Conversations With A Self-Publishing Writer: 12/11/2015

LET ALL THE WORLD KNOW (Part II)

 

There is a MESSAGE to be told! For my author/friend, Lorry Lutz, her latest historical fiction novel carries the message of Faith, perseverance and speaking out for those who cannot speak for themselves. (See last week’s blog) However, at this very moment, readers around the world are being inundated with “tell-it-like-it-is” books by authors who have an interest in becoming President of the United States. These nonfiction tomes are, for the largest part, ghostwritten by folks who work with the “authors” to develop their True Story in an attempt to connect with “we the people.”

read a lot

When I started writing these blogs, I promised myself that I would not be a “political blogger,” and I am NOT doing so today. However, as I’ve seen these nonfiction books HIT the bookstores and online shelves, I believe there is something of value for most all of us writers to learn from them—KEYS of Storytelling COMMUNICATION. If you don’t want to purchase any of candidate books you can check them out from the local library—then look through them for these well-developed writing techniques:

 

  1. Chapter Titles create the basic book outline. If you’re a fiction writer (like me) I have always balked at “creating” an outline for my novel. There is just something within me that goes against my grain of creativity in doing this task. It seems counter-productive, especially when characters and their actions demolish any outline I’ve developed. However, for the nonfiction writer, the outline is crucial.
  2. Character development. I once read that writing a biography is essentially writing a character analysis about that person’s personality and behavior traits. This is exactly what all writers do whether building a fictional character or developing the life-story about a real person (living or deceased). When you have that political personality’s memoir in your hands, make note of each of the character traits they highlight. Look for keywords such as: honest, good listener, tenacious, loyal, integrity, compassionate, optimistic, intimidating, high-strung, judgmental, bully, straight-shooter, faithful friend…etc.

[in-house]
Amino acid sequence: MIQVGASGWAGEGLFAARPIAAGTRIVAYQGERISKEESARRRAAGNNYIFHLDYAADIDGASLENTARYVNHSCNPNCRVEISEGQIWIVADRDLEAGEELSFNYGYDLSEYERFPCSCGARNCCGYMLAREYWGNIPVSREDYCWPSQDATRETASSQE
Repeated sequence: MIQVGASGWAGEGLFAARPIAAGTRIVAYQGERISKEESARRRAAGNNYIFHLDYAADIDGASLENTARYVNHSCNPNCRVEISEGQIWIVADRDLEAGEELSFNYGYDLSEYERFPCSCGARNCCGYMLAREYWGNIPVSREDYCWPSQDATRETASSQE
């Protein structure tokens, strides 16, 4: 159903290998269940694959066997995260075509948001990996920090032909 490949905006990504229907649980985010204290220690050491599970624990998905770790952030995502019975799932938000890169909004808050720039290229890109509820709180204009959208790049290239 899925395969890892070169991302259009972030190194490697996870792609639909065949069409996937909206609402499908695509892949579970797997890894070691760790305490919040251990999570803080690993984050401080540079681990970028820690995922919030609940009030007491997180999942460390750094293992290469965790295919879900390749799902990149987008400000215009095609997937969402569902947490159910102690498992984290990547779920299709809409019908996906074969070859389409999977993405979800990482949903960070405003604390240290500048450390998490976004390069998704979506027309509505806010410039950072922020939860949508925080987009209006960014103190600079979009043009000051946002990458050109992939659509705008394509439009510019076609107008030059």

3. Supporting characters. Yes, in all these true story biographical books, you’ll find other people mentioned who are or have been in relationship with the main character. These supporting characters develop the “character analysis” of the hero of the story. They will demonstrate how that person interacts with others and allows readers the opportunity to form an opinion—albeit, from well-developed, guided Here are some of the things we can learn from these lifetime character interactions:
    1. Strongest childhood memories and favorite subjects in school.
    2. Favorite personal books and movies.
    3. Various occupations and maybe why they were selected.
    4. Spiritual/Faith beliefs and how they make a difference in actions taken.
    5. Family dynamics—with Mom, Dad, siblings, extended family and friends.
    6. Personal dreams and struggles/obstacles in life.
    7. Habits—good, bad and in-between.